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Teeth and equine dentistry

Recent studies have found that up to 70% of horses have undiagnosed dental problems.

  • Last reviewed: 21st July 2022
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The number of horses with undiagnosed dental problems is a real welfare concern for our horses. Dental problems can seriously deteriorate unseen until the horse shows clinical signs. 

No pain? Check again

Horses are stoic animals, which means they can endure pain for long periods of time without showing signs, especially with pain related to teeth! Due to this, many horse owners don’t realise that their horses could be suffering in silence. 

Prevention is better than cure and it is important to maintain regular dental health checks throughout their life by a veterinary surgeon, an Equine Dental Technician registered with the British Association of Equine Dental Technicians or category 2 members of The World Wide Association of Equine Dentistry. 

We recommend dental checks every 6-12 months to make sure any unidentified issues are treated as quickly as possible. This recommendation will vary for older horses or those that have specific abnormalities. 

The benefits of regular dental checks

  • Keep your horse eating with maximum efficiency 
  • Early intervention is better than dealing with a dental catastrophe – studies show long term problems are harder to treat 
  • Make sure your horse is kept pain-free - there may be no signs 
  • Prevent the likelihood of tooth loss and other dental problems in older age – horses are living longer – they need good teeth 
  • Avoid bitting problems, especially when introducing the bit to a horse for the first time 
  • Make sure your horse is working to their optimum ability 

Keeping our horses healthy and performing to the best of their ability means making sure that horses can eat and work pain-free and productively. Chewing and grinding feed is essential to your horse’s survival.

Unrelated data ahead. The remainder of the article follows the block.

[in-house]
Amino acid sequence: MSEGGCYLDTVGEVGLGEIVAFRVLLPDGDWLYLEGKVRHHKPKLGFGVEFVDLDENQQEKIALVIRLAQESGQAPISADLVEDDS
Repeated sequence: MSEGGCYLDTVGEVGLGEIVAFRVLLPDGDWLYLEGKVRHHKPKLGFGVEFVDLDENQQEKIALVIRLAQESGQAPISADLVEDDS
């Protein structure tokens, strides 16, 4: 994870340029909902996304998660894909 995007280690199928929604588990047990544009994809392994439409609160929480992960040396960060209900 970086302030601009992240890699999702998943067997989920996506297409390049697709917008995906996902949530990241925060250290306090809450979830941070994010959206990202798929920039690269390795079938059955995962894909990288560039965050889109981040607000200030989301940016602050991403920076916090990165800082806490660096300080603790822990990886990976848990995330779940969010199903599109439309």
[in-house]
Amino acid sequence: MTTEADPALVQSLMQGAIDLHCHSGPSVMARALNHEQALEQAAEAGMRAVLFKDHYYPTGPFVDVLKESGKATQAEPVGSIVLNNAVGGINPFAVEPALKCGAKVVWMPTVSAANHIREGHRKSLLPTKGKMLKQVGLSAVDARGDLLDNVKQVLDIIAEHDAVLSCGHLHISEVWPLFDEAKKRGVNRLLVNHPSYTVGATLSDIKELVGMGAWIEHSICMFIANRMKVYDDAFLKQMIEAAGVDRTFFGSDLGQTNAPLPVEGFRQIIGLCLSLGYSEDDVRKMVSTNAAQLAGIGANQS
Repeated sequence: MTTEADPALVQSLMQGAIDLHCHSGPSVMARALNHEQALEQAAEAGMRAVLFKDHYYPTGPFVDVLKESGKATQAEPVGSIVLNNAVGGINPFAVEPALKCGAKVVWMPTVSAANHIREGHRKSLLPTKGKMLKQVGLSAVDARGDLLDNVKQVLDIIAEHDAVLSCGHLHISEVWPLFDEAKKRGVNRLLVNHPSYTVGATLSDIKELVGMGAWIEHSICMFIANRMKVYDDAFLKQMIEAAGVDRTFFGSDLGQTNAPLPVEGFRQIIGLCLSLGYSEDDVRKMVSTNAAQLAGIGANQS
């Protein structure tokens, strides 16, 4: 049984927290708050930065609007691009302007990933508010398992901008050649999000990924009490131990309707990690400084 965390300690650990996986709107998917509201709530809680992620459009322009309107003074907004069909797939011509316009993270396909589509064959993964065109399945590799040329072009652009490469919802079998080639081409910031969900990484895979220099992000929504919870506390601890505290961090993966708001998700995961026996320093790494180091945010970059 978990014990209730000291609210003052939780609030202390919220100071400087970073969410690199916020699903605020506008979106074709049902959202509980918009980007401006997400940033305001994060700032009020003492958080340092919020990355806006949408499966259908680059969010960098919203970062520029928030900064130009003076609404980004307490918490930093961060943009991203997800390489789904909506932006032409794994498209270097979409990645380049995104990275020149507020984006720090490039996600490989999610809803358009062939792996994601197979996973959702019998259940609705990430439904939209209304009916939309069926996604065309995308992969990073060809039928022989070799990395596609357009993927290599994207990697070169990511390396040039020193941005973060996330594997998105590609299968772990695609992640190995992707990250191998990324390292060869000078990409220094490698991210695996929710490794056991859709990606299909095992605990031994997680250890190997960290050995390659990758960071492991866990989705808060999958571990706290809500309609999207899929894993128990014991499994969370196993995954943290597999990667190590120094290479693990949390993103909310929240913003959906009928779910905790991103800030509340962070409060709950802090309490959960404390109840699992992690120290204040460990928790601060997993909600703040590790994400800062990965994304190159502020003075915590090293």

In collaboration with Chris Pearce MRCVS and the team at Equine Dental Clinic Ltd 

Signs of dental problems

The early signs of dental problems are very subtle and may not be noticed by owners or carers at all. Very often the horse will not show any outward signs that anything is wrong. When horses eventually show outward signs of dental discomfort, the problem may have been developing for quite some time.

  • Resistance and evasion to the bit or bridle  
  • Changes in behaviour for example the horse becomes aggressive due to being in pain
  • Change in behaviour when ridden for example head tilting, head tossing, mouth open, irregular head carriage
  • Dangerous ridden behaviour for example rearing, bolting or bucking
  • Facial swellings
  • Inflammation of the gums  
  • Headshaking
  • Depressive behaviour
  • The horse only chews his feed on the same side of his jaw, every time
  • Bad breath (halitosis) often caused by decaying tissue damaged by periodontal disease
  • Long fibre or undigested food in droppings
  • ‘Pouching’ of feed in the cheeks
  • Quidding - dropping partially chewed hay
  • Dropping hard feed
  • Refusing to eat
  • Discharge and / or smell from one or both nostrils
  • Excessive salivation
  • Choke
  • Weight loss
  • Colic

Most of these signs will relate to conditions that have been present for some time, or a more advanced dental problem for example a fractured tooth. Amazingly, many horses show absolutely NO signs of even advanced dental disorders. Regular detailed examinations are very important to identify any developing problem.

Signs related to ridden evasion or resistance can commonly be misinterpreted as bitting or tack issues which then often results in a new bit or tighter noseband.

The first thought should be to check if your horse is in pain.

Dental checks

It's important your horse has regular dental checks so that potential issues can be handled as soon as possible.

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